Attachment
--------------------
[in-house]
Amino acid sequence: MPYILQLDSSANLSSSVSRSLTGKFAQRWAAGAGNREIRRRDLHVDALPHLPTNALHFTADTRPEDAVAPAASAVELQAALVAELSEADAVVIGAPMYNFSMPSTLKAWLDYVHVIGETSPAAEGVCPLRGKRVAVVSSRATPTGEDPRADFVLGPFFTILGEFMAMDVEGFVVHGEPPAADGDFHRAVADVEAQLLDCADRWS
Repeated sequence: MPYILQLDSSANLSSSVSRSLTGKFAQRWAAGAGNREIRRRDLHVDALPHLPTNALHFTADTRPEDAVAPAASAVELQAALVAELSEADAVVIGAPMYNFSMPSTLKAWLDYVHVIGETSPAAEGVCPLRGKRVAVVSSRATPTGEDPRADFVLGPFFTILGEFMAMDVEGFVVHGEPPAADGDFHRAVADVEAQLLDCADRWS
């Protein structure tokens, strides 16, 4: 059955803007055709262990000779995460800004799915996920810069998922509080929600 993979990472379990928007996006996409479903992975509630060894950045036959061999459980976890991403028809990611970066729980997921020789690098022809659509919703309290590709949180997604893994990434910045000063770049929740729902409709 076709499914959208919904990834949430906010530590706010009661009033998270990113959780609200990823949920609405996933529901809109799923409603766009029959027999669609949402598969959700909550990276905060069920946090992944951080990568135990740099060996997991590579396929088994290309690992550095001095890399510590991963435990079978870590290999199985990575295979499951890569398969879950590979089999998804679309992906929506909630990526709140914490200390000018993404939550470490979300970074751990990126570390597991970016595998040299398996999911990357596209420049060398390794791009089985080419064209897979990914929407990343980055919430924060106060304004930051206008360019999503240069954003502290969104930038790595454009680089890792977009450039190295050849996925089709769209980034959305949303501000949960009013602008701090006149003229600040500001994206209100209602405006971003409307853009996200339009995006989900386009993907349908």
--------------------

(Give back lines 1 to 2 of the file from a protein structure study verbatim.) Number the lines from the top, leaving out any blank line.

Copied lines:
[in-house]
Amino acid sequence: MPYILQLDSSANLSSSVSRSLTGKFAQRWAAGAGNREIRRRDLHVDALPHLPTNALHFTADTRPEDAVAPAASAVELQAALVAELSEADAVVIGAPMYNFSMPSTLKAWLDYVHVIGETSPAAEGVCPLRGKRVAVVSSRATPTGEDPRADFVLGPFFTILGEFMAMDVEGFVVHGEPPAADGDFHRAVADVEAQLLDCADRWS